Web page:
The item "globalisation" was used actually in the 1960s and early 1970s, but the concept of globalisation was can be traced back to nineteenth and early twentieth-century in many intellectuals, such as sociologist Saint-Simon and geopolitics MacKinder, who recognized how modernity was integrating the world (Held, McGrew, 2000).
However, although there were many discussions about globalisation over the last two decades, it is still a problematic concept and hard to trap solely in economics paradigm. Giddens identified globalisation as "the intensification of worldwide social relations which link distant localities in such a way that local happenings are shaped by events many miles away and vice versa" (Giddens, 1990).
Robertson pointed out that the globalisation is "the compression of the world and the intensification of consciousness of the world as a whole…both concrete global interdependence and consciousness of the global whole" (Robertson, 1992). Among other concepts, globalisation has been variously conceived such as time-space compression, accelerating interdependence, a shrinking world. Ideas of 'globalisation' are so broad, so diverse and so changeable that it sometimes seems possible to pronounce virtually anything on the subject.
Globalisation, in other words, assumes a modernized, rationalized world, but a world where–alongside globally institutionalised rationalization–nostalgia and the search for authenticity through the construction of memory and the vitalisation of mythic pasts have become reutilised; a world where tribalism, ethnicities, national yearnings, and otherness, in general, have surfaced as potent forces; a world, ironically, made small and vulnerable to tradition by the project of modernity itself (Robert B. Tapp, 1998).
1. Probably the most common usage in everyday language has conceived of globalisation as internationalisation. As such globalisation refers to increase of interaction and interdependence between people in different countries. Considerable rises in cross-border exchange have indeed occurred in recent decades, so it is understandable that the term globalisation has come for many to mean internationalisation.
However, there is no vocabulary of 'globalisation' was needed to national relations' arguably remains quite sufficient to examine contemporary cross-border transactions and interlinkages. We should reserve the new word to designate something different.
2. In these cases a global world is one without regulatory barriers to transfers of resources of between countries. In recent history we have indeed witnessed many reductions of statutory constraints on cross-border movements of goods, services, money and financial instruments. Hence, as with the first definitions, it is understandable that people might associate globalisation with liberalisation. Yet this second notion is also redundant. There seems little need now to invent a new vocabulary for this old phenomenon.
3. Globalisation as universalisation – also fails the text of providing new insight. True, more people and cultural phenomena that ever have in recent history spread to all habitable corners of the planet. However, moves toward universalisation are hardly new to the contemporary world. Yet, the vocabulary of 'universalisation' is quite adequate to describe these age-old conditions. In this regard too, a new terminology of 'globalisation' is unnecessary.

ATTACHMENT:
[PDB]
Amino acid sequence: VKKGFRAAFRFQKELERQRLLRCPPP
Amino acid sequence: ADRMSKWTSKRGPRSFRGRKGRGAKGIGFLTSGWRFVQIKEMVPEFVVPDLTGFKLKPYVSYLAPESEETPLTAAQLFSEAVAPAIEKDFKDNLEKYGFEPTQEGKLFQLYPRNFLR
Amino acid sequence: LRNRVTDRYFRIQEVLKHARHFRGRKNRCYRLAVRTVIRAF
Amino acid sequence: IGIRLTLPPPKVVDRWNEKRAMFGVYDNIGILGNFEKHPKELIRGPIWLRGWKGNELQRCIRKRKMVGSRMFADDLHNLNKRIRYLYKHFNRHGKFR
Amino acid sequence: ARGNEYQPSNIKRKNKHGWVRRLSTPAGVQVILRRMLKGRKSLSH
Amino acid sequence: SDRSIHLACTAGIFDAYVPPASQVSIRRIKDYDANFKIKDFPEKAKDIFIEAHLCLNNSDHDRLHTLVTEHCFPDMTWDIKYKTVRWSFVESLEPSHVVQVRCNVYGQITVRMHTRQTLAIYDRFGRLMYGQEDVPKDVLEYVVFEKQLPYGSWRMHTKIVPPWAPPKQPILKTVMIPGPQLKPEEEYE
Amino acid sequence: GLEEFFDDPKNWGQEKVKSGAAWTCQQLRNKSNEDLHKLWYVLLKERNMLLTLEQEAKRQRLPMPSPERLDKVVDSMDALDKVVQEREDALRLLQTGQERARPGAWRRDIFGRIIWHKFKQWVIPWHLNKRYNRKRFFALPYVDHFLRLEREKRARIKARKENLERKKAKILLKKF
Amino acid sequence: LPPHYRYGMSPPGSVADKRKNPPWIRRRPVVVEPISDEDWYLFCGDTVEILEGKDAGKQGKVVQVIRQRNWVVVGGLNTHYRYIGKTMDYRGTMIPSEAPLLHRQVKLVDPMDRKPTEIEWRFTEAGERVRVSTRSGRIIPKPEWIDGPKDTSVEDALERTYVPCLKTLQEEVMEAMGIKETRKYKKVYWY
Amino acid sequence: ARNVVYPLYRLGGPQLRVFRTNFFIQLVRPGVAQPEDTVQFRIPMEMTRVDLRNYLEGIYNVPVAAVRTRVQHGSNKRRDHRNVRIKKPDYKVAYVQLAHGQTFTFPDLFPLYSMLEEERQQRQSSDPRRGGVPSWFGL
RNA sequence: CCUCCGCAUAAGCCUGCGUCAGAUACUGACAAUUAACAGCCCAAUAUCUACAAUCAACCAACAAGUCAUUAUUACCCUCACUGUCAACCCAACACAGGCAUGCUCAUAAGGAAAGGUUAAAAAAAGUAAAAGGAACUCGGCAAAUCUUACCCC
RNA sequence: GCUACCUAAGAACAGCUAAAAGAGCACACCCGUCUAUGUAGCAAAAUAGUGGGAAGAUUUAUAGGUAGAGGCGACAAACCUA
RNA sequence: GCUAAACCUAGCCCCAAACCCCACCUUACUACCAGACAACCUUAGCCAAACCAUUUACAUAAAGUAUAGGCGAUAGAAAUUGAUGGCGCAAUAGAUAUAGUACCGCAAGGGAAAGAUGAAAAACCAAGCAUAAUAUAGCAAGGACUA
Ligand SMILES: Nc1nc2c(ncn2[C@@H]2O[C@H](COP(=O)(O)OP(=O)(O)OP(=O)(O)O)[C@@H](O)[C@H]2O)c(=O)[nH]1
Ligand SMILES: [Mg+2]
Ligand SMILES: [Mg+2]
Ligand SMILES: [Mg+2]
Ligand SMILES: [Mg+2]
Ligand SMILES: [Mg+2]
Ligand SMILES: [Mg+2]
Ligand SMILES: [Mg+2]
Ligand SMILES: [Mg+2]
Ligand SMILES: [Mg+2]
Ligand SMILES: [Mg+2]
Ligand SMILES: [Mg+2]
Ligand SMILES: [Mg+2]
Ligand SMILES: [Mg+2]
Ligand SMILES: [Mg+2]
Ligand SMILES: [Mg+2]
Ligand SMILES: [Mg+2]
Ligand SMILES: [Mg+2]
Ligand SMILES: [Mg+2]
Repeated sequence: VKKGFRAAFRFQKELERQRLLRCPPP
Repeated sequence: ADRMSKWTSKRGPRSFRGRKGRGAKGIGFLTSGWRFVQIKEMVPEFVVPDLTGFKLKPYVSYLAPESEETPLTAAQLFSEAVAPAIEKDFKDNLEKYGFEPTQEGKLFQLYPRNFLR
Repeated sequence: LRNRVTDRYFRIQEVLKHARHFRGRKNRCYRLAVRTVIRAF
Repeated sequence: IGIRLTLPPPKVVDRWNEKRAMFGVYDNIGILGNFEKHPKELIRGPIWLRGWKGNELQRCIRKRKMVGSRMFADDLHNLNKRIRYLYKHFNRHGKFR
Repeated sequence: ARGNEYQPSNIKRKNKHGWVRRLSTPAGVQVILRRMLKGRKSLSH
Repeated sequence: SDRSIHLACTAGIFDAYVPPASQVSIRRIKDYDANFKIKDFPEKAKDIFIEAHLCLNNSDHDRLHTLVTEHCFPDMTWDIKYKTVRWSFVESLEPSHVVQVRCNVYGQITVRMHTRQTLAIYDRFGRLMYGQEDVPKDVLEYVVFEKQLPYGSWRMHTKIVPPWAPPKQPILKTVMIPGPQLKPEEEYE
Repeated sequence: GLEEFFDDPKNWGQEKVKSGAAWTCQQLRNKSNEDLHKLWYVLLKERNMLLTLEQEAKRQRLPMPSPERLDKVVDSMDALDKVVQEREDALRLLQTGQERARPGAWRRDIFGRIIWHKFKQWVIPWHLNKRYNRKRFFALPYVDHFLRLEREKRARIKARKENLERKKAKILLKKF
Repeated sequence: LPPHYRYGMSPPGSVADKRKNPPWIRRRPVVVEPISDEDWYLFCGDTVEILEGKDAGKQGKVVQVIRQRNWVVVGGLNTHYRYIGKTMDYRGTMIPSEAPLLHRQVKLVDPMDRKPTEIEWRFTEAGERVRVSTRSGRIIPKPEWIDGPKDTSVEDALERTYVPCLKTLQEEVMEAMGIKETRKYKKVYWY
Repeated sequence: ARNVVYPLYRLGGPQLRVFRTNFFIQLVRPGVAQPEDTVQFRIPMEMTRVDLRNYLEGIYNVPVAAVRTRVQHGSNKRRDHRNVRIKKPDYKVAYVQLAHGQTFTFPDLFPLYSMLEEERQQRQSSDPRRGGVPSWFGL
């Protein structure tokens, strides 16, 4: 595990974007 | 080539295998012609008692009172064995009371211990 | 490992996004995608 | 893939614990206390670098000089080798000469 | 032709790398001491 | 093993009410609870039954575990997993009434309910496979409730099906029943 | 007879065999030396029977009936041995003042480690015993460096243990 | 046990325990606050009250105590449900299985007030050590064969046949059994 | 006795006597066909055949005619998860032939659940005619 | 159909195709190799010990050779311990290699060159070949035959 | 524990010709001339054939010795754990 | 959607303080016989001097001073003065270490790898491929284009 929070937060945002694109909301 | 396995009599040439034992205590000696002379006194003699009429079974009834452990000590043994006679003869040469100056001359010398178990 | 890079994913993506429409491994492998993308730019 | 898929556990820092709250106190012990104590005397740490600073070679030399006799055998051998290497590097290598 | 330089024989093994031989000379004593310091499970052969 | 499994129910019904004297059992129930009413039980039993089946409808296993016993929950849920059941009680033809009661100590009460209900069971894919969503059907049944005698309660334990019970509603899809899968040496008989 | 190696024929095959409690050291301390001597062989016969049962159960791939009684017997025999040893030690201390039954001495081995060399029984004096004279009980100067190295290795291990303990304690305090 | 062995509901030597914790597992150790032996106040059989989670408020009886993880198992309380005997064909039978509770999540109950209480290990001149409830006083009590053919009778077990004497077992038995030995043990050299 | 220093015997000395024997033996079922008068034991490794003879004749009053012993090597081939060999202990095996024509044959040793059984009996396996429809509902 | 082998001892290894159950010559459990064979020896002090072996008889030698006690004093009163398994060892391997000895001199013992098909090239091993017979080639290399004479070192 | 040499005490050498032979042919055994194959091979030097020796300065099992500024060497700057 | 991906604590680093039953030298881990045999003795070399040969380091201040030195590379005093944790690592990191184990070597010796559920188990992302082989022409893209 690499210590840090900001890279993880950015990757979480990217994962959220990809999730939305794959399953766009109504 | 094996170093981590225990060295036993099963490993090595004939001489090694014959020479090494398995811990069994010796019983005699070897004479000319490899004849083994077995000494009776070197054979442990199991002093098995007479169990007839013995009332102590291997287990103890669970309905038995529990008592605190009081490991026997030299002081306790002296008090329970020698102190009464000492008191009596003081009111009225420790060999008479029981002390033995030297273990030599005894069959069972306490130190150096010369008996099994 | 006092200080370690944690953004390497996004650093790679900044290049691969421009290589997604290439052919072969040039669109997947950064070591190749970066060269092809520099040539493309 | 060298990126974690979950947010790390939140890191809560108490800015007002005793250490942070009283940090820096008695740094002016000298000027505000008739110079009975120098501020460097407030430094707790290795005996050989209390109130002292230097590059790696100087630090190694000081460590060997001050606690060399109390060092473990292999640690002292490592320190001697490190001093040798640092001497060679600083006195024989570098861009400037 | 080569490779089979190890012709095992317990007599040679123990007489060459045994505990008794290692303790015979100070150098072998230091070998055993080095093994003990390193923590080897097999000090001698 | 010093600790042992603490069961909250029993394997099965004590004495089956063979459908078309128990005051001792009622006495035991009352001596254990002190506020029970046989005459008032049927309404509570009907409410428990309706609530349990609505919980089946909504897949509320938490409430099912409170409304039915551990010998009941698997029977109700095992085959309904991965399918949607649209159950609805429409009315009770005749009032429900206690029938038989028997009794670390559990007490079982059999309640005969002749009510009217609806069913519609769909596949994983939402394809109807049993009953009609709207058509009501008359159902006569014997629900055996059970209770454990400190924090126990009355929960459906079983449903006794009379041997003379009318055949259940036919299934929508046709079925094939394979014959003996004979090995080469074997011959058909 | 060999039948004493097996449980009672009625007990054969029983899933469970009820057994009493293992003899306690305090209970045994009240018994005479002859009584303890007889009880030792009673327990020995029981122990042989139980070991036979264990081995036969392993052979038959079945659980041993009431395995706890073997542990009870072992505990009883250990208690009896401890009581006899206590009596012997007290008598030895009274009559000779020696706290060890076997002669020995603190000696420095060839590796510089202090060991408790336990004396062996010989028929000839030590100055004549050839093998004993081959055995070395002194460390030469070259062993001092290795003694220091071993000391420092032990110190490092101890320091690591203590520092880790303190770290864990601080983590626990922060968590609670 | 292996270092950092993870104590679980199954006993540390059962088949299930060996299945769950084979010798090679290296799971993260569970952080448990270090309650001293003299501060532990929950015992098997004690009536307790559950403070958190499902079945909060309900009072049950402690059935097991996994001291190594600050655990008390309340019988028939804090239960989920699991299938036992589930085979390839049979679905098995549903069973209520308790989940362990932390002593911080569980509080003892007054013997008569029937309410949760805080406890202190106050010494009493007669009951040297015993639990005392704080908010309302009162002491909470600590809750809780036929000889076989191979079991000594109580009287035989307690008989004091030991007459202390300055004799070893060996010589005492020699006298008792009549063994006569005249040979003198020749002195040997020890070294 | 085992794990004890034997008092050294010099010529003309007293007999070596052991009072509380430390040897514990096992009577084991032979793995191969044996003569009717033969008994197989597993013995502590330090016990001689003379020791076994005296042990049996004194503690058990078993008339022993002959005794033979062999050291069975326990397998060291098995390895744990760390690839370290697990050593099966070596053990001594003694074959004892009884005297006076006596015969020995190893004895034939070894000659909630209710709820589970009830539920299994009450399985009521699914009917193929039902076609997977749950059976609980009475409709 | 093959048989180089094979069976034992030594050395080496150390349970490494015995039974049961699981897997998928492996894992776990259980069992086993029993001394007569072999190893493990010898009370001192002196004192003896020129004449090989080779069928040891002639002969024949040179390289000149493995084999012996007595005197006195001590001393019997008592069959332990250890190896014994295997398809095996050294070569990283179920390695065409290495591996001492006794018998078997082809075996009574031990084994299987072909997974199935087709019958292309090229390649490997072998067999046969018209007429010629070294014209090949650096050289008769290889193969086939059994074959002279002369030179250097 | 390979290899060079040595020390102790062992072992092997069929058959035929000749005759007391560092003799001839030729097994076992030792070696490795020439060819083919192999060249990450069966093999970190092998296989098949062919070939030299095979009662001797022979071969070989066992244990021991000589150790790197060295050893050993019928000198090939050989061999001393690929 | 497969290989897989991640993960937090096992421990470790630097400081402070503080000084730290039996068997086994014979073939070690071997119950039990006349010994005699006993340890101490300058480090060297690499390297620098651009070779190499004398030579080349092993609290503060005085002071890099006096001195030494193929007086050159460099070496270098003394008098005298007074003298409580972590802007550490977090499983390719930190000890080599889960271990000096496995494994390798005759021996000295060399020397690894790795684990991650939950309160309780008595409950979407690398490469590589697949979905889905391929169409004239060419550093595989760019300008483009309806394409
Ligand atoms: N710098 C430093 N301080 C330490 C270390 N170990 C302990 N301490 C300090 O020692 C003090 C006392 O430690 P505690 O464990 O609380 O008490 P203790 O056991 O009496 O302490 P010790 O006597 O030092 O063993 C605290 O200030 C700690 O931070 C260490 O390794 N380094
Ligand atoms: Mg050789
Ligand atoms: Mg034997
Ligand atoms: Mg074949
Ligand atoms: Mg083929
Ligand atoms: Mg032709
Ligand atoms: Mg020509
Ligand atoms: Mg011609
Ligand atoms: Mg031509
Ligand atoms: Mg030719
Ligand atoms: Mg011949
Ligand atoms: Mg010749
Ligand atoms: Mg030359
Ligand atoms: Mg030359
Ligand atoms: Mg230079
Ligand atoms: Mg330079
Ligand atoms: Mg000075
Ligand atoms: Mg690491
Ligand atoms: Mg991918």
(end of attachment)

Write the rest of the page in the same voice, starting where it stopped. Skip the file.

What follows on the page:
4. Is globalisation as westernisation? This usage has arisen particularly in various arguments about postcolonial imperialism. Often in these cases globalisation is associated with a process of homogenisation, as the all world becomes western, modern and more particularly, American.
However, intercontinental westernisation too, has unfolded since long before the recent emergence of globe-talk. Distinctive concept of globalisation Globality marks a distinct kind of space-time compression, and one that is mostly new contemporary history. To be sure, the world has long been 'shrinking', as territorial distances have been covered in progressively shorter time intervals. In the case of global transactions, in contrast, 'place' is not territorially foxed, territorial distance is covered in effectively no time, and territorial boundaries present no particular impediment.
Globality describes circumstances where territorial space is substantially transcended. Such like Coca-Cola and faxes 'touch down' at territorial locations, but they are also global in the sense that they can extend anywhere in the world at the same time. The geography of, for instance, Visa credit cards and world service broadcasts has little to do with territorial distance, and these transborder flows – that is, relations that transcend territorial frontiers – largely escape controls at state boundaries.
All such circumstances reside at least partly across the planet as one more or less seamless sphere. Global conditions like Internet connections can and do surface simultaneously at any point on earth that is equipped to host them. Global phenomena like a news flash can and do move almost instantaneously across any distance on the planet.